Aim: To evaluate the effect of 'No endotracheal suction' on occurrence of meconium aspiration syndrome (MAS) and/or all-cause mortality in non-vigorous neonates born through meconium stained amniotic fluid (MSAF).
Methods: This pilot randomized controlled trial enrolled term non-vigorous neonates (≥37 weeks) born through MSAF. Neonates randomized to 'No Endotracheal suction group' ('No ET' Group; n=88) did not undergo endotracheal suction before the definitive steps of resuscitation. Neonates randomized to 'Endotracheal suction group' ('ET' Group; n=87) underwent tracheal suction as part of the initial steps as per the current NRP recommendations. The primary outcome was occurrence of MAS and/or death. Secondary outcome variables were duration and severity of respiratory distress, need for respiratory support, development of hypoxic ischemic encephalopathy (HIE) and duration of oxygen therapy and hospitalization.
Results: Baseline characters including birth weight and gestational age were similar between the two groups. MAS was present in 23 (26.1%) vs. 28 (32.2%) neonates in 'No ET' and 'ET' groups respectively (OR 0.4 (0.12-1.4); p=0.14) with 4 (4.6%) and 9 (10.34%) deaths amongst these neonates with MAS in respective groups (OR 0.75 (0.62-1.2); p=0.38). Other parameters like severity and duration of respiratory distress, need for respiratory support, incidence of HIE, duration of oxygen therapy and duration of hospitalization were comparable.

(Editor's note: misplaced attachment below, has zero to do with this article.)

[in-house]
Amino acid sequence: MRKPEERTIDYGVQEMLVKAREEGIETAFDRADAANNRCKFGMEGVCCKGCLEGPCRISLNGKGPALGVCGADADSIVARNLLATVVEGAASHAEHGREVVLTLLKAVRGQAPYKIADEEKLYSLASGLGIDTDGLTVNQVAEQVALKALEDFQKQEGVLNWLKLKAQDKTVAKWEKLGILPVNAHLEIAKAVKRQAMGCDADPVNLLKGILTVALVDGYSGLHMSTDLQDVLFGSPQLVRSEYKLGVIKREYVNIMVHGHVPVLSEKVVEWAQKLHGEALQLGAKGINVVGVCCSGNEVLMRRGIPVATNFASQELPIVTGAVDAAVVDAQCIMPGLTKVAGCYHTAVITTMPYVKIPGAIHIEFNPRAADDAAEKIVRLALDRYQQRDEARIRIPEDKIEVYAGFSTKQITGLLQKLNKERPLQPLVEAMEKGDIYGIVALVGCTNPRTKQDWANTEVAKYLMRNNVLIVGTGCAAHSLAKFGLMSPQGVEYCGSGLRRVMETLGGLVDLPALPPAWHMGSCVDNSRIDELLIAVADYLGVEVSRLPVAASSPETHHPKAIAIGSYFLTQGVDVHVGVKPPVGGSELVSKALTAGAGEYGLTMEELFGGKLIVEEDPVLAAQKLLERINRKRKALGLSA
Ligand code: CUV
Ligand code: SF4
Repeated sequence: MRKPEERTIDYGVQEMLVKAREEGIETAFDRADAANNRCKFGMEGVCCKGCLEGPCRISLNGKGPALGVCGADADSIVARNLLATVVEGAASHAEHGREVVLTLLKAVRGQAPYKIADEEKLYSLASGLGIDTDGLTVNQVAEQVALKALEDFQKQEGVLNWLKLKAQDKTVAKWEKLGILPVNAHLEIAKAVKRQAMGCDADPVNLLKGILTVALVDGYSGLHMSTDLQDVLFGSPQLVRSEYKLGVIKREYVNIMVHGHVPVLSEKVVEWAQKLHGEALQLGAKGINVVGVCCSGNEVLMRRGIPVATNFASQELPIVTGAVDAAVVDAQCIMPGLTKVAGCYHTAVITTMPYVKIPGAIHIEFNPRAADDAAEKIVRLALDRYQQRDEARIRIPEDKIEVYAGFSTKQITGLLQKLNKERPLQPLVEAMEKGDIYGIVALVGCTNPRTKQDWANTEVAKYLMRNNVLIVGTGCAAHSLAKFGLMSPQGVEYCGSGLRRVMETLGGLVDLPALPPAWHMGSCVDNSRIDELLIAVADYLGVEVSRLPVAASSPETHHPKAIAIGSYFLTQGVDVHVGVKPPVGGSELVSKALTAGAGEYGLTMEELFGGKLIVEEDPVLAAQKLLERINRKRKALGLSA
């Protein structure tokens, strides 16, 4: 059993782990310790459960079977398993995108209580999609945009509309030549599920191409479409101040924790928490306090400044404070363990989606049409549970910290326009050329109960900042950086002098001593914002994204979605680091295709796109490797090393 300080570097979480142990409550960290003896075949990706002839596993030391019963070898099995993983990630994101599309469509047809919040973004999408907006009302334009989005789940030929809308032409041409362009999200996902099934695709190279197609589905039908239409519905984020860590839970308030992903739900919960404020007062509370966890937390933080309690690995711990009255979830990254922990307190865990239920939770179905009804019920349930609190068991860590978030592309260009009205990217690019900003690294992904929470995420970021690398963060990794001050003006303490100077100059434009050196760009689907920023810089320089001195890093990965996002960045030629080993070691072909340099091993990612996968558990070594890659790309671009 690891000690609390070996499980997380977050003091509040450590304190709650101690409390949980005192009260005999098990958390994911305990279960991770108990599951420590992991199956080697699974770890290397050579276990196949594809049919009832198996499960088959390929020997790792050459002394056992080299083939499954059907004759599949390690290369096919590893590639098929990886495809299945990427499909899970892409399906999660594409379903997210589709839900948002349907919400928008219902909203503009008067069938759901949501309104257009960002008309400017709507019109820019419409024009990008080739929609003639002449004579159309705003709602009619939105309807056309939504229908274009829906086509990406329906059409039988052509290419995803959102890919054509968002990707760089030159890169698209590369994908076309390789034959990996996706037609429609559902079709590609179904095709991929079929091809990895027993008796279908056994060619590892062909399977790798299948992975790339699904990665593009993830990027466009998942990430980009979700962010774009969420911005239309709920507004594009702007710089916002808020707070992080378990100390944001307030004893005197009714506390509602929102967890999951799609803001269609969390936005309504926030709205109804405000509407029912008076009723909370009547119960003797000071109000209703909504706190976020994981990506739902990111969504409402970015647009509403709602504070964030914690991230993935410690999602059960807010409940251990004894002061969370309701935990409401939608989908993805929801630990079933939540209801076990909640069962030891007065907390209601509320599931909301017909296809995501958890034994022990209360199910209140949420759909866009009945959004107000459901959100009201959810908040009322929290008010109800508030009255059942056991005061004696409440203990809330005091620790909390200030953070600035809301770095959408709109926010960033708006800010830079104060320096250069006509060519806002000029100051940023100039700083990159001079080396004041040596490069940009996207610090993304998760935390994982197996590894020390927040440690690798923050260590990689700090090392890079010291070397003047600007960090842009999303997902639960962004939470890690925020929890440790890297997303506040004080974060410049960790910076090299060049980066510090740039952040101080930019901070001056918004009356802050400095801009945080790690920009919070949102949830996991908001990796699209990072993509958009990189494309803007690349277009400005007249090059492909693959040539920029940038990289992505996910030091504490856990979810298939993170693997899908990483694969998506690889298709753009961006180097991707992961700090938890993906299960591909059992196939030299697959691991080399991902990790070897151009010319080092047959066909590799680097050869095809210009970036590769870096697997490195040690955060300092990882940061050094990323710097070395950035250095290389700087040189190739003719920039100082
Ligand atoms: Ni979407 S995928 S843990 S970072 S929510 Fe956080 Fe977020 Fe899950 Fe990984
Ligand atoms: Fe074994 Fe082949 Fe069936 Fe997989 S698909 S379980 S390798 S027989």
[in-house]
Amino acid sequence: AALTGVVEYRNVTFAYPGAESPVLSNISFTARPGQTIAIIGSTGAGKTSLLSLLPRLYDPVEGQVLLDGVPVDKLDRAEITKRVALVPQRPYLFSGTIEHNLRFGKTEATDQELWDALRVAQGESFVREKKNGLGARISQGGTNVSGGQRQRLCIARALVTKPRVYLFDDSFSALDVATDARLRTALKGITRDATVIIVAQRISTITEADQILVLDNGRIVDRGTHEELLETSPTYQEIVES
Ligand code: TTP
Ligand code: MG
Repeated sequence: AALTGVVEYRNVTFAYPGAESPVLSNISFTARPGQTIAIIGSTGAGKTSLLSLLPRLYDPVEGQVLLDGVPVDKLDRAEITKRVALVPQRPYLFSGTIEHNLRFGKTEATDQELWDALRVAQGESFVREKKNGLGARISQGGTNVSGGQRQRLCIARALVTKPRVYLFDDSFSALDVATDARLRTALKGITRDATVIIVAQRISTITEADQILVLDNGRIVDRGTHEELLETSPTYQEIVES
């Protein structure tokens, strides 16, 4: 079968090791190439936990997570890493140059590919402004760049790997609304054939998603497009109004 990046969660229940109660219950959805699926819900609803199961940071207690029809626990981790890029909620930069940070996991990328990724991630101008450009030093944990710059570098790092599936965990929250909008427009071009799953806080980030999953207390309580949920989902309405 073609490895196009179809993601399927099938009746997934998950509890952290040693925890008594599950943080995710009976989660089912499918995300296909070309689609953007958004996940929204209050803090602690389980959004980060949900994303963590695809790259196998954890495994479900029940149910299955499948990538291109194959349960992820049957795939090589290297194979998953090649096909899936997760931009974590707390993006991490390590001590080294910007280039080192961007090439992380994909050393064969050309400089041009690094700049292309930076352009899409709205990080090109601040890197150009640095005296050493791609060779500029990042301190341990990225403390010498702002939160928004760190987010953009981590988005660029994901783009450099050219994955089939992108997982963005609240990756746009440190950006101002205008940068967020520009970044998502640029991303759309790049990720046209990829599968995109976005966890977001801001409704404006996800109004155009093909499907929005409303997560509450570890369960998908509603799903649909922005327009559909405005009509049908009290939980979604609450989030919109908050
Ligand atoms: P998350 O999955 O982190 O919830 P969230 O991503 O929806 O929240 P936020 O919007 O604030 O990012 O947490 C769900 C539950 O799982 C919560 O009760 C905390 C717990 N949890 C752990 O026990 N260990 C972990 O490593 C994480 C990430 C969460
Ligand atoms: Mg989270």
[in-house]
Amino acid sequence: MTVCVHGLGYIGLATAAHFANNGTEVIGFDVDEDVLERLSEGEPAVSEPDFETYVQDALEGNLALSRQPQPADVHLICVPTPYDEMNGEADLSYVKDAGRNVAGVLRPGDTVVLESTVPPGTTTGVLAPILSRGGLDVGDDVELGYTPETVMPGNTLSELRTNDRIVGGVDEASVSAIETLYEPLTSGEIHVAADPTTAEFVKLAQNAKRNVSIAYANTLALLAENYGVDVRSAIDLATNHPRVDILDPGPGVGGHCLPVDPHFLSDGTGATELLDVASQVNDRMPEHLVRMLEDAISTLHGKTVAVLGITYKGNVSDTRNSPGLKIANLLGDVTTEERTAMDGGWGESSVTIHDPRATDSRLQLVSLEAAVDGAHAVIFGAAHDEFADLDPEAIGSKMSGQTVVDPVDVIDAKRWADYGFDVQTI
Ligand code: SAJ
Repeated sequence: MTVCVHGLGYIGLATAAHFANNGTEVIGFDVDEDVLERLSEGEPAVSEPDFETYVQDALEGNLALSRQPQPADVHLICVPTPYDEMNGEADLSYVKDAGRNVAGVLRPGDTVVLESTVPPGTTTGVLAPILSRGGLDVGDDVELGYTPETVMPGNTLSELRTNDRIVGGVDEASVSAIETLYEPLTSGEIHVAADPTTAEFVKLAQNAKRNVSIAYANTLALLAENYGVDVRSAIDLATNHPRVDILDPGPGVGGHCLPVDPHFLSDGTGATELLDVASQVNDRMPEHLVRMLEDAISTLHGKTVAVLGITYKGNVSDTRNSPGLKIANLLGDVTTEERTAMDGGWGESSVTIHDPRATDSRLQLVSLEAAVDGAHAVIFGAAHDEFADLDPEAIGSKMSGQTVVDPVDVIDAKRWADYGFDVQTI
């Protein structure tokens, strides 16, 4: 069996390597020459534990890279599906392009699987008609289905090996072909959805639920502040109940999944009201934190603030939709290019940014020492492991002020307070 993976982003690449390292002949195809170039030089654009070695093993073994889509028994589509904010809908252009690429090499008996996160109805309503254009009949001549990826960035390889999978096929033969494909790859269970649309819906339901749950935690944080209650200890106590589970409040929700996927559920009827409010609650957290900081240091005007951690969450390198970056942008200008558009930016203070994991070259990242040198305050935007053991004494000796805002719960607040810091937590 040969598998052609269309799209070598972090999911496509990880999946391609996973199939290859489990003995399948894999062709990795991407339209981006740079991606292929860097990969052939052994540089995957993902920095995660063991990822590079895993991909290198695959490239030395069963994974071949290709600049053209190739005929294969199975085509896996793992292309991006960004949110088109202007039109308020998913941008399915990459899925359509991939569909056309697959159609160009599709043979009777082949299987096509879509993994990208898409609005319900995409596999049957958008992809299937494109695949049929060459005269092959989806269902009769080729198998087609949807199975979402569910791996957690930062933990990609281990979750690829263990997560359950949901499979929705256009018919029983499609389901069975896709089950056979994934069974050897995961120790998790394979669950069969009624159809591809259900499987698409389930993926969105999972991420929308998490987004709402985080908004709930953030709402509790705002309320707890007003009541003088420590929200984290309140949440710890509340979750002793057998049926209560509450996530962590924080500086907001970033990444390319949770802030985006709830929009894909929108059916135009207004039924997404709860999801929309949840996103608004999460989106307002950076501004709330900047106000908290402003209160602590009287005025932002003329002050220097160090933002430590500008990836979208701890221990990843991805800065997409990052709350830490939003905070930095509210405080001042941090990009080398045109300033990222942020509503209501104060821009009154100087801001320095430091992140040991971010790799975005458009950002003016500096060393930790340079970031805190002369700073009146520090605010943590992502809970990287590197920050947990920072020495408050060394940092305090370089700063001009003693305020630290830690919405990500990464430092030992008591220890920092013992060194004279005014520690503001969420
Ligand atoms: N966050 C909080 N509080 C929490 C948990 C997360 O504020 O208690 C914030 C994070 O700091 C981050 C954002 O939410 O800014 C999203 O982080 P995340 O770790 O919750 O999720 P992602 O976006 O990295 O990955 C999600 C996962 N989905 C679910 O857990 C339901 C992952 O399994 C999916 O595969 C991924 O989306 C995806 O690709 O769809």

Conclusion: This study demonstrates that it is feasible to randomize non-vigorous infants born through meconium stained liquor to receive on not receive endotracheal suction. There is a need for a multi-center trial to address whether the current practices and guidelines can be justified.
Trial registration: ClinicalTrials.gov NCT01758822.
Keywords: Endotracheal suction; Meconium aspiration syndrome; Meconium stained amniotic fluid; Non-vigorous neonate.
Copyright © 2016 Elsevier Ireland Ltd. All rights reserved.